Then when filming started I had to learn quickly what to do because no one really showed me, but I figured it out. On my first day of filming (the market scene where Sidney and Tatum are shopping before the party) Neve actually introduced herself to me and shook my hand. She was very nice. I became good friends with the girl who was Tatum’s stand-in, her name is Deborah Alexander. We both had to learn how to be stand-ins together during those first few days of filming.
Neve was very kind and somewhat reserved and easy to work with. Wes was rather quiet and I never heard him raise his voice. I didn’t actually work too much “with” him because stand-ins mainly work with the director of photography, who at the time was Mark Irwin, and then later on, Peter Deming. I did work with Wes when I had to do a photo double scene for Neve. Neve had worked a 12 hour day and she had to wrap, so they asked me to “put her sweater on and come upstairs”.
So I put on Neve’s gray sweater and went up to what was her bedroom for the scene wear ghost face chases her up the stairs and she slams her bedroom door. I am the one who slammed the door, so it’s my hand they filmed. That was the only time Wes ever said to me, “Action Theresa!” We filmed it a few times. I also think I typed on the keyboard for the 911 call, but I can’t quite remember. It had been a very long day, so it’s a bit of a blur.
My favorite crew member though, by far, was our first assistant director, Nick Mastandrea. He was so laid back and never seemed to stress out. I didn’t realize how awesome he was until I got on other movie sets where the AD’s were running around yelling at everyone. Nick never yelled at anyone. Neither did Wes.

What’s the best memory you have from this experience?
There’s a couple. Meeting Henry Winkler on the set where we filmed the principal’s office. It was in a warehouse in Santa Rosa and production had built a sound stage. There was also a basketball court there and people were shooting hoop in between takes. Henry Winkler actually approached me and said something like, “how did you learn to shoot like that?” I don’t quite remember what he said because all I could think of was “OH MY GOD, THE FONZ IS TALKING TO ME!!”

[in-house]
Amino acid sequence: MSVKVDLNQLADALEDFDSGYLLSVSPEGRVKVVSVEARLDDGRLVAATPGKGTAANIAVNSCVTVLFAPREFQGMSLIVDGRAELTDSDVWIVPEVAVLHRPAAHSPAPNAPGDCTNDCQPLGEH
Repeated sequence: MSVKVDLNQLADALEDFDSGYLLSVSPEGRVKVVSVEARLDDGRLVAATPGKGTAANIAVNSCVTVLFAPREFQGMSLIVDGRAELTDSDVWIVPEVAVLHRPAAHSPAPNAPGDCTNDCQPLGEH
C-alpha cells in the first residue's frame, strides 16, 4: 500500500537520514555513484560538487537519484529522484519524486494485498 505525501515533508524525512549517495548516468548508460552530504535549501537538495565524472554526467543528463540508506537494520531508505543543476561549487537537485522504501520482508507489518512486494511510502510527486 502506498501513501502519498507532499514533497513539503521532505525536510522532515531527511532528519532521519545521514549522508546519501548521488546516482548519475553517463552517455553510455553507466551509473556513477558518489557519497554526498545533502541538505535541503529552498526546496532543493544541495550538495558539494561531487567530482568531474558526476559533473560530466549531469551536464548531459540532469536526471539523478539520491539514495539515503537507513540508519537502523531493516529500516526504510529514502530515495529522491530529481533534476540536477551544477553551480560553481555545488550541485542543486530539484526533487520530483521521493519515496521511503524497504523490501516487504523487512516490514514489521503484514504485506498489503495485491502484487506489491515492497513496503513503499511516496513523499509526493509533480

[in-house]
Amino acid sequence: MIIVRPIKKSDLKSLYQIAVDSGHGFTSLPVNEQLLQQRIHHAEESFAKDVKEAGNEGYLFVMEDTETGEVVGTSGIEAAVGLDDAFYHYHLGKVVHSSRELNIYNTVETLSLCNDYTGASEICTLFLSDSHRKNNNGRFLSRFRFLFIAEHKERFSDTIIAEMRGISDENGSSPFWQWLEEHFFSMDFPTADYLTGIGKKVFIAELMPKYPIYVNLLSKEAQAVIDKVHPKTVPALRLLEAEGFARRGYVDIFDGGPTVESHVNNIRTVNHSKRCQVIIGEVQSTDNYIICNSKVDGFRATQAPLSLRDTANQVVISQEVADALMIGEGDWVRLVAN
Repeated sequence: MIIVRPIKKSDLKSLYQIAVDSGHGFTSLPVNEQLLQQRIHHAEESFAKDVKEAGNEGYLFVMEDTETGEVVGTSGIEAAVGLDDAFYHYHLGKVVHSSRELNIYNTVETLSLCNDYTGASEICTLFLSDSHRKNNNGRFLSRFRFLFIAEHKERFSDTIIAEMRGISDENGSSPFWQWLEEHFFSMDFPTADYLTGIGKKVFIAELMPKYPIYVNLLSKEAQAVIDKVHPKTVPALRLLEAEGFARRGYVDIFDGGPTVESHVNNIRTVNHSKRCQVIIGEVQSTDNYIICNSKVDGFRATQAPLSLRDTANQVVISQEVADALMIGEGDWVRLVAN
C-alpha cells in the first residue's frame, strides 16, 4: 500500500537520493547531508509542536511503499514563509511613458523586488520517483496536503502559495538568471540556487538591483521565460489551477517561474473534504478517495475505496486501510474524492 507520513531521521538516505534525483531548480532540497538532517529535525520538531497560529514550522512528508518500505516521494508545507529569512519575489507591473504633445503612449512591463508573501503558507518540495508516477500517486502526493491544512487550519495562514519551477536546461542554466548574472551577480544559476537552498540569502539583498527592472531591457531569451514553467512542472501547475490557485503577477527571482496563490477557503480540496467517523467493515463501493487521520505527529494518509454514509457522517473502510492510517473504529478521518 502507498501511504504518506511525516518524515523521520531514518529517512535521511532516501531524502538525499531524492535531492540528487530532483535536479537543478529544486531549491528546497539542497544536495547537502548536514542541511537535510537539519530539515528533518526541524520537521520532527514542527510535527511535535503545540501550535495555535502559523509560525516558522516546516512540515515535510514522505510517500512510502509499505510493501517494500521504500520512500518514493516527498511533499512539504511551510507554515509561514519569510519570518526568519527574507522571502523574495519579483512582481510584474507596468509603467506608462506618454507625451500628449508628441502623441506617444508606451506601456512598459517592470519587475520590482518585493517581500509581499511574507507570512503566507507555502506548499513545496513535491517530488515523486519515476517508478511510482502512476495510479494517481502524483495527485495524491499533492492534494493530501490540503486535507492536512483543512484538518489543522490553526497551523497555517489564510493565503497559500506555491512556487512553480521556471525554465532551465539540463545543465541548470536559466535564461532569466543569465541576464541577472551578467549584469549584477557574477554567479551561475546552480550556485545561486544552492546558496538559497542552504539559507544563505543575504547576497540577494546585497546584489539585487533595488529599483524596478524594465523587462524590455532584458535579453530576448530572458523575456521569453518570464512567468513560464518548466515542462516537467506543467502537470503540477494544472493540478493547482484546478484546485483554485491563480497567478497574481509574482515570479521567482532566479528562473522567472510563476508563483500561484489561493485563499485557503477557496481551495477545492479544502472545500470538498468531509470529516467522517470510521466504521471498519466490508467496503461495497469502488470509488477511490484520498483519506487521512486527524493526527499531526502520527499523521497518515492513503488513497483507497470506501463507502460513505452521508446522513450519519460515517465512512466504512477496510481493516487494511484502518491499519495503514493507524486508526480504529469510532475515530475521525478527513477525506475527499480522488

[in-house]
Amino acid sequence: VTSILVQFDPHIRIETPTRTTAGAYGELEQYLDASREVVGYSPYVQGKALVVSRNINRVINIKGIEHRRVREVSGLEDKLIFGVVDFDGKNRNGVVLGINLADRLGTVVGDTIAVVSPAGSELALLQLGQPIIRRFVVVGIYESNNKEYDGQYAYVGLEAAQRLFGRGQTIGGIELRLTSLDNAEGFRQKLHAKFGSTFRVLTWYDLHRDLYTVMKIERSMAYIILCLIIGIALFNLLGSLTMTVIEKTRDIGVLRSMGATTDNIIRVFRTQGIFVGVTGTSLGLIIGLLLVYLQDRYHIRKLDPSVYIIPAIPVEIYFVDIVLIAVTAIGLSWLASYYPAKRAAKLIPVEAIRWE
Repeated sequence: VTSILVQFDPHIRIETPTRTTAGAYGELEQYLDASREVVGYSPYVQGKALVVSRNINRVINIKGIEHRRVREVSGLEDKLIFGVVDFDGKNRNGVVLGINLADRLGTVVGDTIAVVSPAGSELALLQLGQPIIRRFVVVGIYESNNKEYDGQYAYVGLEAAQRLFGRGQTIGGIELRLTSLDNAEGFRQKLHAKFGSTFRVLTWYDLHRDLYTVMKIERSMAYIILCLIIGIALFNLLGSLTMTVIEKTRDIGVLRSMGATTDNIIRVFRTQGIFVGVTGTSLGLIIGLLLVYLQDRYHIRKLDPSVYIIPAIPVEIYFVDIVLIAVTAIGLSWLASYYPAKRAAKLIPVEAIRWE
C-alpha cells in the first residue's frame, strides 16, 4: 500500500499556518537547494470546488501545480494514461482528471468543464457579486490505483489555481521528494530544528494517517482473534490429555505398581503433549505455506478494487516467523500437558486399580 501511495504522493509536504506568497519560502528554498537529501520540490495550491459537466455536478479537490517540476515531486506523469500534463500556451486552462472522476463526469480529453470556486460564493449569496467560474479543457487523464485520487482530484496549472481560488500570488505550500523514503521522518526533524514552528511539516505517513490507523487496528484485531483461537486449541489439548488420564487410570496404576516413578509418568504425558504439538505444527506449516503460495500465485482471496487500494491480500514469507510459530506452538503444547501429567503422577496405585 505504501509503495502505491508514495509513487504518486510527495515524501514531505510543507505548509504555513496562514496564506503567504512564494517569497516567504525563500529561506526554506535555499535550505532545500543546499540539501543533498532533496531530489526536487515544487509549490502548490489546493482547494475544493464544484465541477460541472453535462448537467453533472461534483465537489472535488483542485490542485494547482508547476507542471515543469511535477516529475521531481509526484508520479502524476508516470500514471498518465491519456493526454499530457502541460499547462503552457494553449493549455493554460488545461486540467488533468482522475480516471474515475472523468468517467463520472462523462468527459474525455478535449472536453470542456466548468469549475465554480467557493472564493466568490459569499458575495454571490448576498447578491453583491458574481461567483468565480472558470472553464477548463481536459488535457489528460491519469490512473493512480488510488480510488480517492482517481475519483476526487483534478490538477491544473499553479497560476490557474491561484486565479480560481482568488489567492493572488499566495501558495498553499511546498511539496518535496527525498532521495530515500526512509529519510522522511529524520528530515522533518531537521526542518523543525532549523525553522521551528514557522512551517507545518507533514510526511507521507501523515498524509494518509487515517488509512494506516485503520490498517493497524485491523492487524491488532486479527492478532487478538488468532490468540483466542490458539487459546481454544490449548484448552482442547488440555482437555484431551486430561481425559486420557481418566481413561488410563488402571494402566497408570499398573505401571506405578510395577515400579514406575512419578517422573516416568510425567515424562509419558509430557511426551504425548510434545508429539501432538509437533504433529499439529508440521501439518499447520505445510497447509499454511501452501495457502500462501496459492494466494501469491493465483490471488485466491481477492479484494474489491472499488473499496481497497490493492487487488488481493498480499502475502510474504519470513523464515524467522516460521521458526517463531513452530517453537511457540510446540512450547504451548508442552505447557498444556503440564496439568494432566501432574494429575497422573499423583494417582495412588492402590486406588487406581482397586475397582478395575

Also meeting and becoming friends with Courtney Cox‘s stand-in – her name is Joleen Nordstrom. We are still friends today. She really became my buddy after Tatum died in the movie because then I didn’t see her stand in- Deborah as much.

Wrap Party Invitation.

Do you have any trivia, some fun fact from the behind the scenes you could share with us?
I have so many stories. If you have any questions about any particular scenes, that will help jog my memory. One fun memory is when Wes was getting ready to film in the Freddy Krueger outfit, he started jumping up and down because he was making fun of all the actors who do that before they start filming. It helps to get their energy up.
Another time, when we were filming outside Stu’s house at night, it was FREEZING, so the onset dresser put a space heater outside and we all gathered around it. But one of the props people got to close to it and his pants caught on fire! I think his name was J.P. Fortunately for him, he had on long underwear underneath his jeans, so his skin didn’t burn, but he did have a hole in his pants.

Do you still have contact with someone from the crew?
Mainly Joleen (Courtney’s Stand-in)

How do you feel about SCREAM, that this year completes 25 years?
I am amazed it has become the gift that keeps on giving and I am so grateful to be part of something that gives people so much joy. I’ve done stand-in work on other movies, but none of them have become a big hit the way that SCREAM did. It really is amazing.